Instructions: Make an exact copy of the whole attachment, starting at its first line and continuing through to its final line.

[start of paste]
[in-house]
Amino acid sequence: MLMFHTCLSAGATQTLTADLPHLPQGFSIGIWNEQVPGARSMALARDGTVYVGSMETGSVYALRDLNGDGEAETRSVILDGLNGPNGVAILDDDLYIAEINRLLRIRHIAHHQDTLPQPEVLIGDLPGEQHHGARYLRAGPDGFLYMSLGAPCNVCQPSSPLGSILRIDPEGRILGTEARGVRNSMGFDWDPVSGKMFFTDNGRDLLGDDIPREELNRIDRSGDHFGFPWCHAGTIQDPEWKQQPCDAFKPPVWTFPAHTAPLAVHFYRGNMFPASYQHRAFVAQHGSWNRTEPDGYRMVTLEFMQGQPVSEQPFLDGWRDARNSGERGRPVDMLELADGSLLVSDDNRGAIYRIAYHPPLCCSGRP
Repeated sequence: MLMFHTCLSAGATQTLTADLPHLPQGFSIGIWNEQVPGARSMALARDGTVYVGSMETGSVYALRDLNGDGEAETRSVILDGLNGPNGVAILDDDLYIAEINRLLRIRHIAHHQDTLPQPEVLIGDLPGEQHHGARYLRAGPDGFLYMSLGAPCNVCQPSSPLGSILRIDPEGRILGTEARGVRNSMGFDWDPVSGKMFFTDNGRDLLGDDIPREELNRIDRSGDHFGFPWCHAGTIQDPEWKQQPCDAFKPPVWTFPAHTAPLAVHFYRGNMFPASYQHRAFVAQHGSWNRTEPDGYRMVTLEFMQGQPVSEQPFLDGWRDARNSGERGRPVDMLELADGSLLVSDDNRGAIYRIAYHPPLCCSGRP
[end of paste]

[in-house]
Amino acid sequence: MLMFHTCLSAGATQTLTADLPHLPQGFSIGIWNEQVPGARSMALARDGTVYVGSMETGSVYALRDLNGDGEAETRSVILDGLNGPNGVAILDDDLYIAEINRLLRIRHIAHHQDTLPQPEVLIGDLPGEQHHGARYLRAGPDGFLYMSLGAPCNVCQPSSPLGSILRIDPEGRILGTEARGVRNSMGFDWDPVSGKMFFTDNGRDLLGDDIPREELNRIDRSGDHFGFPWCHAGTIQDPEWKQQPCDAFKPPVWTFPAHTAPLAVHFYRGNMFPASYQHRAFVAQHGSWNRTEPDGYRMVTLEFMQGQPVSEQPFLDGWRDARNSGERGRPVDMLELADGSLLVSDDNRGAIYRIAYHPPLCCSGRP
Repeated sequence: MLMFHTCLSAGATQTLTADLPHLPQGFSIGIWNEQVPGARSMALARDGTVYVGSMETGSVYALRDLNGDGEAETRSVILDGLNGPNGVAILDDDLYIAEINRLLRIRHIAHHQDTLPQPEVLIGDLPGEQHHGARYLRAGPDGFLYMSLGAPCNVCQPSSPLGSILRIDPEGRILGTEARGVRNSMGFDWDPVSGKMFFTDNGRDLLGDDIPREELNRIDRSGDHFGFPWCHAGTIQDPEWKQQPCDAFKPPVWTFPAHTAPLAVHFYRGNMFPASYQHRAFVAQHGSWNRTEPDGYRMVTLEFMQGQPVSEQPFLDGWRDARNSGERGRPVDMLELADGSLLVSDDNRGAIYRIAYHPPLCCSGRP